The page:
Facing foreclosure can be a frightening prospect. Once your foreclosure has become a matter of public record, you'll be forced to find a new place to live. This will require you to face the daunting task of moving your spouse, children and belongings across town or to a completely different part of the country. With the humiliation of your foreclosure filing still fresh in your memory, this won't be an easy task. You'll also have to face the unpleasant prospect of a reduced credit score. It's likely that your post-foreclosure credit profile will prevent you from obtaining a prime-rate mortgage loan for several years.
You'll also have to deal with a number of stress factors during the months leading up to your foreclosure. For starters, it's likely that your homeowner's insurance coverage will lapse once your mortgage falls into delinquency. Until your lender has officially assumed the title to your house, your home and its contents won't be protected from theft or damage. Since it's likely that you'll be able to remain in the house for several months after your lender's announcement of its intention to foreclose, you'll need to make alternative coverage arrangements.
Unfortunately, you could face serious consequences for failing to insure your home during the foreclosure process. Until your mortgage lender officially seizes the title to the property, you remain its legal owner. However, your mortgage lender also maintains a lien on the property. Once the foreclosure process has completed, it will be entitled to sell the property and use the proceeds to pay off the remaining balance on your delinquent loan. If certain uncovered structural damages prevent your lender from recovering the property's fair market value, it might have legal recourse. In fact, your lender is likely to file a parallel lawsuit to recover the costs associated with any damages to your uninsured home. It's important to note that this suit won't delay the pending foreclosure.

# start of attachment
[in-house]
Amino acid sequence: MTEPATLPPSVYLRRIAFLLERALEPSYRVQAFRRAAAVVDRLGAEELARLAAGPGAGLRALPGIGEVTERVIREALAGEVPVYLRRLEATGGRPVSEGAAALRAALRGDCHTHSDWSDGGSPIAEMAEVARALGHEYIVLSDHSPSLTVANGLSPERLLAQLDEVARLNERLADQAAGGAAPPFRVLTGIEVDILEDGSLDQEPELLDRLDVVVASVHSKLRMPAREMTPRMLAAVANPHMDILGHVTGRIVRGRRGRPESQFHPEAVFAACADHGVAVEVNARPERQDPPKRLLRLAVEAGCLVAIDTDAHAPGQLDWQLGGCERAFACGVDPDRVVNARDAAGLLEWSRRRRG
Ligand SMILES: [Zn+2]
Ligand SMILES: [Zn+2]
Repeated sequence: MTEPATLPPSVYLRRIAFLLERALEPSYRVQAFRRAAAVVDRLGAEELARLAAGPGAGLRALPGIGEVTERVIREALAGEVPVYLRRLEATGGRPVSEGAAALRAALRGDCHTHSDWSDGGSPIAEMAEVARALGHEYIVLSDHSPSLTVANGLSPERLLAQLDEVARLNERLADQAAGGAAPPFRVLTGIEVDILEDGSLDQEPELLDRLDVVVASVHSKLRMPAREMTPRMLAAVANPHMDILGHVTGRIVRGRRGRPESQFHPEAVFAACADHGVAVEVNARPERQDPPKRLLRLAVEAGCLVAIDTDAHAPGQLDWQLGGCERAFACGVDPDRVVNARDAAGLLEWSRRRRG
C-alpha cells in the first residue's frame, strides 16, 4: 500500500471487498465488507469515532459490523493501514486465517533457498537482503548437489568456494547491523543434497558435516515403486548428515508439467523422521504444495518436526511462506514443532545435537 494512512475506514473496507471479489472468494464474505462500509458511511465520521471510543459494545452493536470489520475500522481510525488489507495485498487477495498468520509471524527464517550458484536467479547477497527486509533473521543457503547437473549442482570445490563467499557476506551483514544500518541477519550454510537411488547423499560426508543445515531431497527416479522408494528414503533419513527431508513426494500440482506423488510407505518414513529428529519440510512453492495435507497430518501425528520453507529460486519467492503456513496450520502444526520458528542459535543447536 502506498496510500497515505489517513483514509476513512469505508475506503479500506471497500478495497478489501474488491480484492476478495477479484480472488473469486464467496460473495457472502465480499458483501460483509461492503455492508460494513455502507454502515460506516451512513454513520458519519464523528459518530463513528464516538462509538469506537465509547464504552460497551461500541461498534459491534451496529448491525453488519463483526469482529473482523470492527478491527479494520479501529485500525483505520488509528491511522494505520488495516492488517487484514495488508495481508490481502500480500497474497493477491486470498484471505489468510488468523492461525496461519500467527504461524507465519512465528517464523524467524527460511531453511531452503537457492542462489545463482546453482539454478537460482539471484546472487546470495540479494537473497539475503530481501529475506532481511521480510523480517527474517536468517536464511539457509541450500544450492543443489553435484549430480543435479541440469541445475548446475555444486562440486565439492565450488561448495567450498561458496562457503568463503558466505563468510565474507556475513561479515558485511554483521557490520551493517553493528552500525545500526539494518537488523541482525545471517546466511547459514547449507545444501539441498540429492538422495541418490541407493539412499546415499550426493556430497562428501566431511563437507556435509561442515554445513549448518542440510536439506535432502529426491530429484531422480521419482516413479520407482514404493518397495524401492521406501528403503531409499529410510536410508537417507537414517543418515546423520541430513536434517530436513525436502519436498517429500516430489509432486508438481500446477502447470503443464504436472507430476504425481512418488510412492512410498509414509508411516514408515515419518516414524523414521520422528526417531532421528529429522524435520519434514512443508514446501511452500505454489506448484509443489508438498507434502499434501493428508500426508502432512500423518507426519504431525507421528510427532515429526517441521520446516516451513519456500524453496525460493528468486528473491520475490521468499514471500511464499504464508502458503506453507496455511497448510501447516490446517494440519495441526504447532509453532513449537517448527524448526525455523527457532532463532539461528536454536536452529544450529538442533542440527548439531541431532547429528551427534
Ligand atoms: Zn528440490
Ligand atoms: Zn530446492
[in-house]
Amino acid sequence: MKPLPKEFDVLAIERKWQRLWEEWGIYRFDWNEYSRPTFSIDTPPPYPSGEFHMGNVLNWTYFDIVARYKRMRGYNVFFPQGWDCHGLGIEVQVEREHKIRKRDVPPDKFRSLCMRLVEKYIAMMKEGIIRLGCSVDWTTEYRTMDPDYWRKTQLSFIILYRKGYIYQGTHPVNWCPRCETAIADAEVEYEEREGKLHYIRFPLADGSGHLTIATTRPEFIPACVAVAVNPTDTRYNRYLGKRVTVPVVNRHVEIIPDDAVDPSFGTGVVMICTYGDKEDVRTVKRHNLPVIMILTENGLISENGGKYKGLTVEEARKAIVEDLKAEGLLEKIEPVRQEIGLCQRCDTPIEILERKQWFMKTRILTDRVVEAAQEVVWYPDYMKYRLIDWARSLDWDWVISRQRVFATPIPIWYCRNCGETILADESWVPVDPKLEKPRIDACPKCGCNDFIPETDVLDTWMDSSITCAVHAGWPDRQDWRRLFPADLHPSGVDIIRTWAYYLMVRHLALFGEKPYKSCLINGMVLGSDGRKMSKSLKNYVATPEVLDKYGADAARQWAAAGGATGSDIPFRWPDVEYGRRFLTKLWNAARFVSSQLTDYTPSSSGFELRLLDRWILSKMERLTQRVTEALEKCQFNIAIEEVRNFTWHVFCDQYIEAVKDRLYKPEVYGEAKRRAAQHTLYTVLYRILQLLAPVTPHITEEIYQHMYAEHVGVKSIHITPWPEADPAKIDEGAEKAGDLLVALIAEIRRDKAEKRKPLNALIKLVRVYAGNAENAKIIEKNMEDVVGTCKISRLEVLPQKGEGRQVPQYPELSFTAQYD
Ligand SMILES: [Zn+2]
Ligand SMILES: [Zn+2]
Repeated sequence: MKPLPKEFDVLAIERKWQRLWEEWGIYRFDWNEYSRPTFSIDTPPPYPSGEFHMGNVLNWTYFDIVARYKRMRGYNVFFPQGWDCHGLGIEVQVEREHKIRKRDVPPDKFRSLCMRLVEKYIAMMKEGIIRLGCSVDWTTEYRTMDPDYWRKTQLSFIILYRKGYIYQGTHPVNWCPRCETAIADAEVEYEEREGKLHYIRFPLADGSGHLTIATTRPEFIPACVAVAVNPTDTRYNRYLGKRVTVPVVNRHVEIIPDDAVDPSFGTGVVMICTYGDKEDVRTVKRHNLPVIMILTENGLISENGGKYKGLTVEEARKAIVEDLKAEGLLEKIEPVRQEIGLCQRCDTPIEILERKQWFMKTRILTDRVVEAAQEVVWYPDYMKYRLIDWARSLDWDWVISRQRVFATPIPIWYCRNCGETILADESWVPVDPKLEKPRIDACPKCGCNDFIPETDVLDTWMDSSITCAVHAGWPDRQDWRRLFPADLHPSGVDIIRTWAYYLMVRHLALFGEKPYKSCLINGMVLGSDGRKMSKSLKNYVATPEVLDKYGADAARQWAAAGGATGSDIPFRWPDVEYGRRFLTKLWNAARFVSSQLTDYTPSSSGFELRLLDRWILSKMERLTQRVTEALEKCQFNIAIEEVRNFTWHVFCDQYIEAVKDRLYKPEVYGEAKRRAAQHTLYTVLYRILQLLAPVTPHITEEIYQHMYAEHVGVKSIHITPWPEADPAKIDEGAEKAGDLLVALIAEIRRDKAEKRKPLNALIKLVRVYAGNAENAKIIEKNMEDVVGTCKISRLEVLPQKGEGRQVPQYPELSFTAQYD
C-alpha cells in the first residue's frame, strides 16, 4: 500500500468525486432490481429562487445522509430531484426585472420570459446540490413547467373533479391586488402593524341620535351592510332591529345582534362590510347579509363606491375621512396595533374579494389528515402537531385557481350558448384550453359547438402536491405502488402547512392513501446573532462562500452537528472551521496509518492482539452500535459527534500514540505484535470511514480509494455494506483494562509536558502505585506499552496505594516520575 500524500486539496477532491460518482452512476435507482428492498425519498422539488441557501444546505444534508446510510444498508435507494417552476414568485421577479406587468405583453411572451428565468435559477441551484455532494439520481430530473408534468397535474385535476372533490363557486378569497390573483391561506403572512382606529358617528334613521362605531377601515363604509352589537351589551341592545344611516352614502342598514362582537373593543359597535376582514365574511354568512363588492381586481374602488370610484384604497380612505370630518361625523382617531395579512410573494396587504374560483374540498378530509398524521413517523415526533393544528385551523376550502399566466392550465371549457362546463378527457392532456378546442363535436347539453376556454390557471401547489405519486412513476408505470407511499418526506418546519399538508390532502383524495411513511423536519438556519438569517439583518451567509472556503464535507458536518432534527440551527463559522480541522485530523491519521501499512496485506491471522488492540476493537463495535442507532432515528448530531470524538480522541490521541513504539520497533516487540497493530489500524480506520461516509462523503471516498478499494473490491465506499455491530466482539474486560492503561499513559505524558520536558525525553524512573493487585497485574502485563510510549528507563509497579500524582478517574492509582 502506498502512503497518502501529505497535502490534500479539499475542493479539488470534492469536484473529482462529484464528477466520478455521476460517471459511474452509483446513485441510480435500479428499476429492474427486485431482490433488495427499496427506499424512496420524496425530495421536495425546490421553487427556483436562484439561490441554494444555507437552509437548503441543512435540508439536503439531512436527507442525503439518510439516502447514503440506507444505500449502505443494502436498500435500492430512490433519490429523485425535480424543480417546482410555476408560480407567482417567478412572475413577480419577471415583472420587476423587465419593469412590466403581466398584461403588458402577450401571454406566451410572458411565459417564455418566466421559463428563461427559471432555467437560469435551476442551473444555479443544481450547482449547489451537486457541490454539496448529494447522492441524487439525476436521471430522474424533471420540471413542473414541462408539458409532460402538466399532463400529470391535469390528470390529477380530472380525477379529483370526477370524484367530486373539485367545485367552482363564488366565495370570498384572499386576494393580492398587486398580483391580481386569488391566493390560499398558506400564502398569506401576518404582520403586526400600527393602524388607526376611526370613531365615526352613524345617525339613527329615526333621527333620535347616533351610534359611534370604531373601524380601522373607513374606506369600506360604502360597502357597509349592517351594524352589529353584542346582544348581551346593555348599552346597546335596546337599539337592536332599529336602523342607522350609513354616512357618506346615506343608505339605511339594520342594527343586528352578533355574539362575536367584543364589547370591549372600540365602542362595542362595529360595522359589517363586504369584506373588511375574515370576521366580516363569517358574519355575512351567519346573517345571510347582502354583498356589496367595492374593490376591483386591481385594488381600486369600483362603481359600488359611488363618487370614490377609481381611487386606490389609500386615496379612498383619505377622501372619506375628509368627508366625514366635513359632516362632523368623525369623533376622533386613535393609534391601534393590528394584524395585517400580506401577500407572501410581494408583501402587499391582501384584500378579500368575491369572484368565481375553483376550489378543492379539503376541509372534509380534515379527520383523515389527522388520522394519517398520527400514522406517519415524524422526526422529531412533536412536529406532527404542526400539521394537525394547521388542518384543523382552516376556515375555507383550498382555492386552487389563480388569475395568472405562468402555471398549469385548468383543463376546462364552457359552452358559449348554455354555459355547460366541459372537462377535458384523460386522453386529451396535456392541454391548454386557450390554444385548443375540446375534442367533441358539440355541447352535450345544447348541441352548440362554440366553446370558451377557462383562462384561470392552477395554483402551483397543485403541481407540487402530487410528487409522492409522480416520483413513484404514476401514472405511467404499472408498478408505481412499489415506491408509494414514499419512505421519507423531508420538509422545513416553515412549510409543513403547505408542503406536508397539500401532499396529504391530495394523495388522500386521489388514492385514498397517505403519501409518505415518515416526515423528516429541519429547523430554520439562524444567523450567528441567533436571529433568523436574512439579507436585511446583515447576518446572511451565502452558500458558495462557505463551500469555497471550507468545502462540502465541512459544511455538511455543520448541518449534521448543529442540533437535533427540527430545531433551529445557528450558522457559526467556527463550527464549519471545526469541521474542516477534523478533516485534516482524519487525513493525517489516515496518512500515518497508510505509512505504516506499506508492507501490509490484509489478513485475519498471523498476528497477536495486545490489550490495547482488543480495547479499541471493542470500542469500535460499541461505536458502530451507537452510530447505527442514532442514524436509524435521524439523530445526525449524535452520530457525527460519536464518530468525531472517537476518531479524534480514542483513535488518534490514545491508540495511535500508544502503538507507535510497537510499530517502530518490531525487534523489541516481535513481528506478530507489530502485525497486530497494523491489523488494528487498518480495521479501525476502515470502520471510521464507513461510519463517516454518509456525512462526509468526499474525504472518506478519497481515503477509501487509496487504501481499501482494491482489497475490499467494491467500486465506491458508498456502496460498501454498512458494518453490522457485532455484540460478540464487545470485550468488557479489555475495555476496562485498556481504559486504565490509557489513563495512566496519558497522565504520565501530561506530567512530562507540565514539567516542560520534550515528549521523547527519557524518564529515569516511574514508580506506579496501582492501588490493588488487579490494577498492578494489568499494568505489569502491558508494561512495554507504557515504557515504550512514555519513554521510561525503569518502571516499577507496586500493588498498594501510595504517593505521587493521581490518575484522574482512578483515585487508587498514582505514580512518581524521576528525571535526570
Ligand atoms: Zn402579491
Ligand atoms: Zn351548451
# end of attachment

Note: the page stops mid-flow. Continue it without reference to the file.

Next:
As such, you must carry homeowner's insurance until your lender assumes the title to your home. However, you may not have to reinstate your previous policy. In fact, you might wish to obtain a cheaper "hazard" insurance policy that protects the structure of your home against certain pre-defined hazards. These might include fire damage, wind damage and theft. You might also wish to take out a separate "contents" policy that covers your personal possessions. You can retain this coverage after the foreclosure.